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Minnesota School District Ordered To Pay $300k To Trans Student Banned From Boys' Locker Room

Minnesota School District Ordered To Pay $300k To Trans Student Banned From Boys' Locker Room
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Nick Himley sued his school district in Minnesota for discriminating against him for being trans after the school board blocked him from using the boys' locker room. On March 23rd, Anoka-Hennepin School District settled the lawsuit for $300,000—along with policy reform and diversity training for educators, students and board members.

In 2016, Himley had been a part of and accepted by the Coon Rapids High School swim team for most of the season before they unexpectedly isolated him to a private locker room. This separation and "othering" from his teammates created an uptick in bullying towards Himley.

The press release from Gender Justice stated:

"This discrimination led to bullying and threats against his family, causing Nick emotional distress and harm."

The harassment became unbearable for Himley, leading him to hospitalization for "mental health concerns," as stated in the court documents. After his third hospitalization, Himley and his family decided to move to a new school district.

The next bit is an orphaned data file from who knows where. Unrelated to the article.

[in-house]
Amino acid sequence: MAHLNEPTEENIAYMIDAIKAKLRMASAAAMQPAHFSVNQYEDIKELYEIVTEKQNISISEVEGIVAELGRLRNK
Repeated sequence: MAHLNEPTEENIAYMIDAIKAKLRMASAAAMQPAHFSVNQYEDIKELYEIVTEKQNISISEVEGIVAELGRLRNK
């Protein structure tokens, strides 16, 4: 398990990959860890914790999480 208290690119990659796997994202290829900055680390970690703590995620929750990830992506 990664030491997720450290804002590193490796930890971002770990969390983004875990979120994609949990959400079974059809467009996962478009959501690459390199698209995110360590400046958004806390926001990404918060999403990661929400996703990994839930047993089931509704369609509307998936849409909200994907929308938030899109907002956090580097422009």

The Minnesota Court of Appeals ruled with the student that using segregated locker room facilities was indeed a violation of the Minnesota Constitution and the Human Rights Act.

Himley said:

"I wanted the school district and the school board to understand that how they allowed me to be treated was wrong, and to hopefully make things better for the next generation of students – not just at Anoka-Hennepin, but across Minnesota."

ACLU-MN's David McKinney stated:

"This sends a strong message to school districts throughout the state: it's unconstitutional to treat trans students differently from other students."

This is not the first lawsuit like this the state has seen. In 2011, St. Paul's charter school faced a $120,000 settlement and trans inclusionary policy changes after Dave and Hannah Edwards' child faced harassment by other students. Just like Himley, the Edwards were fighting for a more welcoming environment for all transgender and gender non-conforming students.

Thankfully, Himley's win for transgender students in Minnesota is coming at a time when trans youth face attacks on their human rights by Republicans.

Gender Justice said in a statement:

"Over the past year, we've seen a growing wave of political attacks against the rights of transgender children to health care, education, or even to play sports."

Through bills excluding trans girls and women from sports and blocking gender affirming care by making it a felony, Republicans are only creating more room for discrimination.

Hopefully, Himley's win is just the first of many for trans students fighting for their rights in such a volatile political climate.